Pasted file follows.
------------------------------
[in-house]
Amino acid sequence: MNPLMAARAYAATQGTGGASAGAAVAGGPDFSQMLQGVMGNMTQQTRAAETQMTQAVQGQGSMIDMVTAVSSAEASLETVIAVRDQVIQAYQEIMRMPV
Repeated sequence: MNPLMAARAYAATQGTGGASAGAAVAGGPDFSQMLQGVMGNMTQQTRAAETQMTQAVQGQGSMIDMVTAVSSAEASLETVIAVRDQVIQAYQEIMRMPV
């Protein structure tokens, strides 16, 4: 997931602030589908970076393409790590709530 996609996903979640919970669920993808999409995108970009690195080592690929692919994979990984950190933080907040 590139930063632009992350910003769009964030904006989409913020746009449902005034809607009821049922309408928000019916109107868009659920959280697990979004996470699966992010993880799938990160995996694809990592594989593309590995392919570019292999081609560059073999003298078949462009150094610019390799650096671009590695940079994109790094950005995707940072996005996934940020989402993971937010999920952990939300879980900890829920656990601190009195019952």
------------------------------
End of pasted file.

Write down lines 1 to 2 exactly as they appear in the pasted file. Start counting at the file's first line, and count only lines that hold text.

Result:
[in-house]
Amino acid sequence: MNPLMAARAYAATQGTGGASAGAAVAGGPDFSQMLQGVMGNMTQQTRAAETQMTQAVQGQGSMIDMVTAVSSAEASLETVIAVRDQVIQAYQEIMRMPV